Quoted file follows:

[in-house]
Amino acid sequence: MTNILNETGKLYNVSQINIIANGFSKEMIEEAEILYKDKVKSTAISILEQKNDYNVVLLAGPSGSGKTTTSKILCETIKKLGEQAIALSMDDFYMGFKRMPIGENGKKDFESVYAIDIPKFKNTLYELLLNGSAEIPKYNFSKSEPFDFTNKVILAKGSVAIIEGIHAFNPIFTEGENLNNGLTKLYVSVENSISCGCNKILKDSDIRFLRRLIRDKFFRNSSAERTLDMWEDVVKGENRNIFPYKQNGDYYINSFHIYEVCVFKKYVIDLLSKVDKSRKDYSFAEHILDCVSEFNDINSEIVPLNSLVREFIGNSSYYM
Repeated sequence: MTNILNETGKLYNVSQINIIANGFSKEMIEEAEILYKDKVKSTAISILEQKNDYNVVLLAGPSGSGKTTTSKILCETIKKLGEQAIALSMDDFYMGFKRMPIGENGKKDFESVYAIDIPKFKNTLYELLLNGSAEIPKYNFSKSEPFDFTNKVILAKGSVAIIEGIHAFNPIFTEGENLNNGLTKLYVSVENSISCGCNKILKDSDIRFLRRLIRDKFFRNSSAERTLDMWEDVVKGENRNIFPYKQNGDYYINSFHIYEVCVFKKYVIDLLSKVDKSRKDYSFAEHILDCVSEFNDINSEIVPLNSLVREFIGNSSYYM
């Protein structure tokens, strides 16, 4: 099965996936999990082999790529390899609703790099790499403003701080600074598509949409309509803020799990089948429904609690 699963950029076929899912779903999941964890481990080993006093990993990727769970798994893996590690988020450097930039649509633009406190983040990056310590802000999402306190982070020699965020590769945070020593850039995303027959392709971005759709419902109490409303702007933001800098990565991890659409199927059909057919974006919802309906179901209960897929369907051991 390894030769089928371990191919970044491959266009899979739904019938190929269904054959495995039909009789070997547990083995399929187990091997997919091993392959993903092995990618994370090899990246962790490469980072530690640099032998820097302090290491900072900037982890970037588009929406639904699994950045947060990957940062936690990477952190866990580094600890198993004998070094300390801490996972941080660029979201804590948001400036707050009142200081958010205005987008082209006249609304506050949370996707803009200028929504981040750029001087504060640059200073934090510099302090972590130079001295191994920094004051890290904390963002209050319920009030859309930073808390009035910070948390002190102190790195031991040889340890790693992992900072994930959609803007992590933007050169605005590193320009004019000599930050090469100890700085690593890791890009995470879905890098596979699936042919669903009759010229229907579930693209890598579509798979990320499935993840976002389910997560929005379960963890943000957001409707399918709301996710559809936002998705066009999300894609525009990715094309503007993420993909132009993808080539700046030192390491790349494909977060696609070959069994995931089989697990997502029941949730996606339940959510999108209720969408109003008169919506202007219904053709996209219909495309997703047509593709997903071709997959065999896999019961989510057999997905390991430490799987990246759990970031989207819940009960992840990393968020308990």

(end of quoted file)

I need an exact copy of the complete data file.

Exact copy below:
[in-house]
Amino acid sequence: MTNILNETGKLYNVSQINIIANGFSKEMIEEAEILYKDKVKSTAISILEQKNDYNVVLLAGPSGSGKTTTSKILCETIKKLGEQAIALSMDDFYMGFKRMPIGENGKKDFESVYAIDIPKFKNTLYELLLNGSAEIPKYNFSKSEPFDFTNKVILAKGSVAIIEGIHAFNPIFTEGENLNNGLTKLYVSVENSISCGCNKILKDSDIRFLRRLIRDKFFRNSSAERTLDMWEDVVKGENRNIFPYKQNGDYYINSFHIYEVCVFKKYVIDLLSKVDKSRKDYSFAEHILDCVSEFNDINSEIVPLNSLVREFIGNSSYYM
Repeated sequence: MTNILNETGKLYNVSQINIIANGFSKEMIEEAEILYKDKVKSTAISILEQKNDYNVVLLAGPSGSGKTTTSKILCETIKKLGEQAIALSMDDFYMGFKRMPIGENGKKDFESVYAIDIPKFKNTLYELLLNGSAEIPKYNFSKSEPFDFTNKVILAKGSVAIIEGIHAFNPIFTEGENLNNGLTKLYVSVENSISCGCNKILKDSDIRFLRRLIRDKFFRNSSAERTLDMWEDVVKGENRNIFPYKQNGDYYINSFHIYEVCVFKKYVIDLLSKVDKSRKDYSFAEHILDCVSEFNDINSEIVPLNSLVREFIGNSSYYM
């Protein structure tokens, strides 16, 4: 099965996936999990082999790529390899609703790099790499403003701080600074598509949409309509803020799990089948429904609690 699963950029076929899912779903999941964890481990080993006093990993990727769970798994893996590690988020450097930039649509633009406190983040990056310590802000999402306190982070020699965020590769945070020593850039995303027959392709971005759709419902109490409303702007933001800098990565991890659409199927059909057919974006919802309906179901209960897929369907051991 390894030769089928371990191919970044491959266009899979739904019938190929269904054959495995039909009789070997547990083995399929187990091997997919091993392959993903092995990618994370090899990246962790490469980072530690640099032998820097302090290491900072900037982890970037588009929406639904699994950045947060990957940062936690990477952190866990580094600890198993004998070094300390801490996972941080660029979201804590948001400036707050009142200081958010205005987008082209006249609304506050949370996707803009200028929504981040750029001087504060640059200073934090510099302090972590130079001295191994920094004051890290904390963002209050319920009030859309930073808390009035910070948390002190102190790195031991040889340890790693992992900072994930959609803007992590933007050169605005590193320009004019000599930050090469100890700085690593890791890009995470879905890098596979699936042919669903009759010229229907579930693209890598579509798979990320499935993840976002389910997560929005379960963890943000957001409707399918709301996710559809936002998705066009999300894609525009990715094309503007993420993909132009993808080539700046030192390491790349494909977060696609070959069994995931089989697990997502029941949730996606339940959510999108209720969408109003008169919506202007219904053709996209219909495309997703047509593709997903071709997959065999896999019961989510057999997905390991430490799987990246759990970031989207819940009960992840990393968020308990």